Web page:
- Difficulty: Easy
- Duration: 15 minutes
- How often: Once a month
There’s more than just one fluid level you need to check to ensure your vehicle stays drivable and reliable. You deal with some fluids once a week, and others a few times a year. There may be still others you don’t even know about!
Thanks to advances in automotive technology, manufacturing methods, and fluid technology, today’s cars last longer than ever. The average Canadian car is nearly 10 years old! So, if your vehicle is over three years old, consider checking these fluid levels before your next trip.
Motor oil is an essential fluid level you should regularly check! Automakers typically recommend an oil change every 5,000, 8,000, or 15,000 kilometers, depending on the car’s year, make, and model. Synthetic oil tends to last longer than conventional oil, but all engine oil additives wear out, evaporate, and burn off. The remaining oil also heats up and oxidizes, leaving sludge and other harmful deposits.
Check out our oil change and oil filter replacement guide to find out when and how to do an oil change on your vehicle!
Your brake system has a brake fluid level you can check to determine whether you have enough brake fluid. Brake fluid absorbs and retains water and prevents dangerous brake failure, but it eventually becomes saturated. Water also accelerates corrosion within your braking system—and Canadian cars already face corrosion from road salt and traction sand. It is usually recommended that you replace your brake fluid every three years or 50,000 kilometers, or whenever you have the brakes replaced or serviced.
Check out our article on how to check your brakes to ensure that your car stops properly!
COOLANT / ANTIFREEZE
Another fluid level you should check is your engine coolant (also called antifreeze). This blend of water, alcohol, and additives lowers your engine temperature, lubricates the water pump, maintains seals, and prevents corrosion. As additives dissolve, your engine coolant can become acidic and accelerate corrosion from within the engine, heater core, and radiator. Many long-life coolant blends are replaced around 150,000 kilometers, then every 75,000 kilometers.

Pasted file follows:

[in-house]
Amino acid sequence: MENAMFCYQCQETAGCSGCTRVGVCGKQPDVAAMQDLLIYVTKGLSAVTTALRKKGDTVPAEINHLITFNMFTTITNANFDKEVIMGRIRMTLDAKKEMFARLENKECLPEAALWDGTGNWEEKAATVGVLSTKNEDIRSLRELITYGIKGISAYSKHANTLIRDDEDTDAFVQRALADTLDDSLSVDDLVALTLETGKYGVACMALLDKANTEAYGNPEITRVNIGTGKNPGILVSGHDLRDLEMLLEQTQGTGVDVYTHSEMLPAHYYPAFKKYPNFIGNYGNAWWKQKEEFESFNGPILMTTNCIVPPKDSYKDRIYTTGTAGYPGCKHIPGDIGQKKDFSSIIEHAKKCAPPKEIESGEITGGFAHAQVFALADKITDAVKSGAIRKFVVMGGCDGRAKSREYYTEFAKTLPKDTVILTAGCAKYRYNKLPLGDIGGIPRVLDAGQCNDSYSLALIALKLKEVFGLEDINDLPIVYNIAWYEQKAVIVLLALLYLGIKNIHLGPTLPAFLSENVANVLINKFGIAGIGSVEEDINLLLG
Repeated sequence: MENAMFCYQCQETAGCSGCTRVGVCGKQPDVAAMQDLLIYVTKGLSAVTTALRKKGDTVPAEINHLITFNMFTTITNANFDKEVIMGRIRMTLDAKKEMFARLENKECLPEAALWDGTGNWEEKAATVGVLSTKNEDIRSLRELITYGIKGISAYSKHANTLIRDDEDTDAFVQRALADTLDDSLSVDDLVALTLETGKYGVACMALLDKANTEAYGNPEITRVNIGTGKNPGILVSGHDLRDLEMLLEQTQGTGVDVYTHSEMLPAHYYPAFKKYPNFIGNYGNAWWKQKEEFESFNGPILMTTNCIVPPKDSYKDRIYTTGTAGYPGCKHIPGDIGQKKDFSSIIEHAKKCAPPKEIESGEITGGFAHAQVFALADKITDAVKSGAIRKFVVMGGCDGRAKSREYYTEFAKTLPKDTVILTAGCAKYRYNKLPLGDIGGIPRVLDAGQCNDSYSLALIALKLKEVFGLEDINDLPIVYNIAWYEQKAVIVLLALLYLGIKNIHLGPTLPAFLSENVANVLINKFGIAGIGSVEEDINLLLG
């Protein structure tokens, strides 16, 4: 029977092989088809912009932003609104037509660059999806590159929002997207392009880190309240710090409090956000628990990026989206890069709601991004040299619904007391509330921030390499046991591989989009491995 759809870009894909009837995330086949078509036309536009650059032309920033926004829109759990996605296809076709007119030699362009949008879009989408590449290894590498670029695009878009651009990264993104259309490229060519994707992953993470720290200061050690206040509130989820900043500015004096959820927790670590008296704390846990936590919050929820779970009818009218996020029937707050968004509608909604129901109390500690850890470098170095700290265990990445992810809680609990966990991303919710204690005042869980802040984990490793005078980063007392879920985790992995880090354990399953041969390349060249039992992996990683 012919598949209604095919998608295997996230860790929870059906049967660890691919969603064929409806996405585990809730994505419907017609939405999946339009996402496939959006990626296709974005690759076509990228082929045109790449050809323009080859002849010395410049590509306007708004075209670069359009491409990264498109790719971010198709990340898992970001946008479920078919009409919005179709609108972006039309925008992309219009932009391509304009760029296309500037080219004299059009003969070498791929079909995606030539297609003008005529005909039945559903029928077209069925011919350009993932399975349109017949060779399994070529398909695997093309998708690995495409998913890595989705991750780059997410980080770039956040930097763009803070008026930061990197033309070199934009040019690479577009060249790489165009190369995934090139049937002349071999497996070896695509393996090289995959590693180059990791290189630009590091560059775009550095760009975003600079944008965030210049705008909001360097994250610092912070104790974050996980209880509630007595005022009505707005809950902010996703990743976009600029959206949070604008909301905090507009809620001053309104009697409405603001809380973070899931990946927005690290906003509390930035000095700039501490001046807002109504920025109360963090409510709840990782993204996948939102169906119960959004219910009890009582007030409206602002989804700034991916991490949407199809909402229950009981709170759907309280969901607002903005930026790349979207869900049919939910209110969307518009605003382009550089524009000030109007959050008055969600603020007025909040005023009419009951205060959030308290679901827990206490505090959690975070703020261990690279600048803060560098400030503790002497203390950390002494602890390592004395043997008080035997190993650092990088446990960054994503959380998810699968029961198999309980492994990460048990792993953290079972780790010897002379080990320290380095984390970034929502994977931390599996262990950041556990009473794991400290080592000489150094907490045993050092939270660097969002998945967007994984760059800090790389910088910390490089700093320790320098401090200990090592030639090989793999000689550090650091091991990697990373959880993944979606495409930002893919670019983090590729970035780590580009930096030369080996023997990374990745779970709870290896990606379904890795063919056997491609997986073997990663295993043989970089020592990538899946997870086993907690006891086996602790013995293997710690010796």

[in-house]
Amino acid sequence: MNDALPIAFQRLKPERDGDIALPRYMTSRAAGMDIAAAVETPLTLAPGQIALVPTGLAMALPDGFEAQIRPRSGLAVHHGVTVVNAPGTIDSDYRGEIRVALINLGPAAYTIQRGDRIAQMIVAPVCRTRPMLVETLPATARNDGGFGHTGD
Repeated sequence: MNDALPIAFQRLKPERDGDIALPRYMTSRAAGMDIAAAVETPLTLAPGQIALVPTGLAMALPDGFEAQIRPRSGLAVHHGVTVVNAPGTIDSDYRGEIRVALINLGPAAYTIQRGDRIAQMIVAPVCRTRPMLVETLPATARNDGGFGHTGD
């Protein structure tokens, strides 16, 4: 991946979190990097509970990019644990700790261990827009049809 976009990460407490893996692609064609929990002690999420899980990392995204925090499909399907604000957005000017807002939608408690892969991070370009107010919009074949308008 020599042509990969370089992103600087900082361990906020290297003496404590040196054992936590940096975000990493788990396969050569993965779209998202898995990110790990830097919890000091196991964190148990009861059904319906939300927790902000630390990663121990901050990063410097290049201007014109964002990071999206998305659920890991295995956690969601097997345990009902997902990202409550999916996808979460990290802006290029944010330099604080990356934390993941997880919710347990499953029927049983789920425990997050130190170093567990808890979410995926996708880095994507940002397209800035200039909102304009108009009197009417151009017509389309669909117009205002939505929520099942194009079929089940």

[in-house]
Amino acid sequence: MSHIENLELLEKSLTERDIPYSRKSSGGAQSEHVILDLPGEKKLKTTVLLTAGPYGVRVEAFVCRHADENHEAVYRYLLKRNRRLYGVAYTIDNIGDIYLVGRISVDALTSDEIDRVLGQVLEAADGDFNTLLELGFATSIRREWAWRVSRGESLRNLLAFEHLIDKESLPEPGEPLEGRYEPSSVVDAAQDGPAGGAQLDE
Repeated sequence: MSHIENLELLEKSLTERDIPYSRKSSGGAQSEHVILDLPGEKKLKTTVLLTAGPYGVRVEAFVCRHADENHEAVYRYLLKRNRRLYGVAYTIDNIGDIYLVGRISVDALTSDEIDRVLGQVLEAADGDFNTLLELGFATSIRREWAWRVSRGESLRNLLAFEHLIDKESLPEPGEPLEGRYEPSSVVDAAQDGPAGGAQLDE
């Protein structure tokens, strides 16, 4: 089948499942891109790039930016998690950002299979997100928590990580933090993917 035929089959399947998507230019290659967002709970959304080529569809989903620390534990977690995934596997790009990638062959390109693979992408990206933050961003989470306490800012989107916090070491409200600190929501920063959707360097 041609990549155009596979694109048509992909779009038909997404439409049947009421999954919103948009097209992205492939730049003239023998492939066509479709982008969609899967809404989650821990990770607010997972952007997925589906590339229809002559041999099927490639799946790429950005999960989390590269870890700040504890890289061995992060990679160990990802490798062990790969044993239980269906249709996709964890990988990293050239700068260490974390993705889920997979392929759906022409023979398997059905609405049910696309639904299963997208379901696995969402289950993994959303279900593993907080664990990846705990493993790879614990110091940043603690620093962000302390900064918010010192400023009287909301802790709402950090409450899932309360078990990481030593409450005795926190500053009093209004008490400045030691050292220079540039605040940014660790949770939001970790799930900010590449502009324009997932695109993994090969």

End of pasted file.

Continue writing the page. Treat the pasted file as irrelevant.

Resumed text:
We have an article that explains how to drain, flush, and refill your antifreeze!
A fluid level people often forget about is transmission fluid. This is because automatic transmissions and automatic transmission fluid (ATF) technology have advanced significantly. Some automakers specify that the automatic transmission fluid is good for the lifetime of the vehicle. Given the 10‑year or 240,000‑kilometre lifespan of a Canadian car under normal driving conditions, changing the automatic transmission fluid is a good idea.
Automatic transmission fluid is distinctly different from transmission fluid made for manual transmissions! Unlike ATF, manual transmission fluid has anti-wear and load-carrying characteristics to ensure long synchronizer life and gear protection.
POWER STEERING FLUID
Power steering fluid (PSF) is another automotive fluid level that is often overlooked. Your vehicle may not even be equipped with a hydraulic power steering system, as many vehicles now have electric power steering. A fluid change interval may not be specified. If the fluid looks or smells burnt, flush it out with fresh power steering fluid. This is usually necessary after three years or 50,000 kilometers.
When it comes to automotive fluid change intervals, check your car’s specific year, make, and model in the owner’s manual and adjust for driving conditions. Remember, maintenance is always more convenient and less expensive than repair or replacement.